I'm not a doctor but…
Cycling injury, recovery and health issues.
The information / discussion in the Cycling Health Forum is not qualified medical advice. Please consult your doctor.
14 posts • Page 1 of 1
Just a quiet reflection on a ride with webby84 today. He took out a KOM on a big crazy segment, like chewed it up and spat it out. Nom nom nom. Anyways, generally I thought I was rumbling along OK and while I wasn't 100%, I had 9 minutes slower over webby84 on the 40 minute climb. DAMN that's a lot of time. Part of me wonders "how can I bridge that gap?" Lance certainly figured it out... makes you wonder in an age where participation and the competition takes a distant second place to victory how we can't expect people to take drugs to make the magic happen. 9 minutes is a LOT of time to make up.
It's easy: learn to let go of the need to beat other people. When you're competing, you should be trying to do your best, not defeat others. We need to establish a competitive culture where the person who struggles valiantly and comes last is lauded more than the person who easily wins first place.
It's 2am. I'm way to philosophical today. It must be the cold and flu medication.
Trying to say this nicely, you can stick the drugs up where the sun don't shine!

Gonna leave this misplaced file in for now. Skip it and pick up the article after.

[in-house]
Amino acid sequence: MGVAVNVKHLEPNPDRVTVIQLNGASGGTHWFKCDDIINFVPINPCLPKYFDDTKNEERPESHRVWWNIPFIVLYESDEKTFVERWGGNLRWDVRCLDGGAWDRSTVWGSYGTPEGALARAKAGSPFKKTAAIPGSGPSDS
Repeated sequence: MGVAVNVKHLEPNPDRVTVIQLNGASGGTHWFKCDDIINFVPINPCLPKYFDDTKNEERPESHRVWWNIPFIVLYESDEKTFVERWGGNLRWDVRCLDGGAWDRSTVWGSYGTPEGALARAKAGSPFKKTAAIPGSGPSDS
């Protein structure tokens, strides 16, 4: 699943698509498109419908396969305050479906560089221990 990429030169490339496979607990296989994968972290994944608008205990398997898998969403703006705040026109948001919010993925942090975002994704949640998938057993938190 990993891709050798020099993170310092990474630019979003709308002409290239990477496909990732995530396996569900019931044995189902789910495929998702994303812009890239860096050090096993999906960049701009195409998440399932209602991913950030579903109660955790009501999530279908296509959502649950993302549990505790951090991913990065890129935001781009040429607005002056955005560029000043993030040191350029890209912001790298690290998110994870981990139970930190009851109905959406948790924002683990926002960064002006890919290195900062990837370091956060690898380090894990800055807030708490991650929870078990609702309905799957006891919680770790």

I would rather be able to hold my head high and say, what I did in sport, I did on my own backbone and have respect for myself.
I don't suffer fools easily and so long as you have done your best,you should have no regrets.
Xplora, you just needed to choose you parents more carefully.
As BFV said, I'd argue there's too much of a competitive culture in this country.
I was on a ride alone about two weeks ago in SOP where a guy followed me just to compete with me. When I doubled back to lose him, he still followed me. I don't think he got the hint that not everyone wants to race. Some of us are just going for a ride and have other goals in life.
It's gotten to a point where ANY and ALL sports leave themselves open for questioning (implied or explicit) regarding drugs, particularly those shadowy 'is it or isn't it?' legal areas.
ATP: Tennis has had a lot of shadow incidents over the last five years, and it's all very quiet. There is a website that espouses to report tennis drug issues, but all the claims remain rather unsubstantiated without confirmation from the ATP.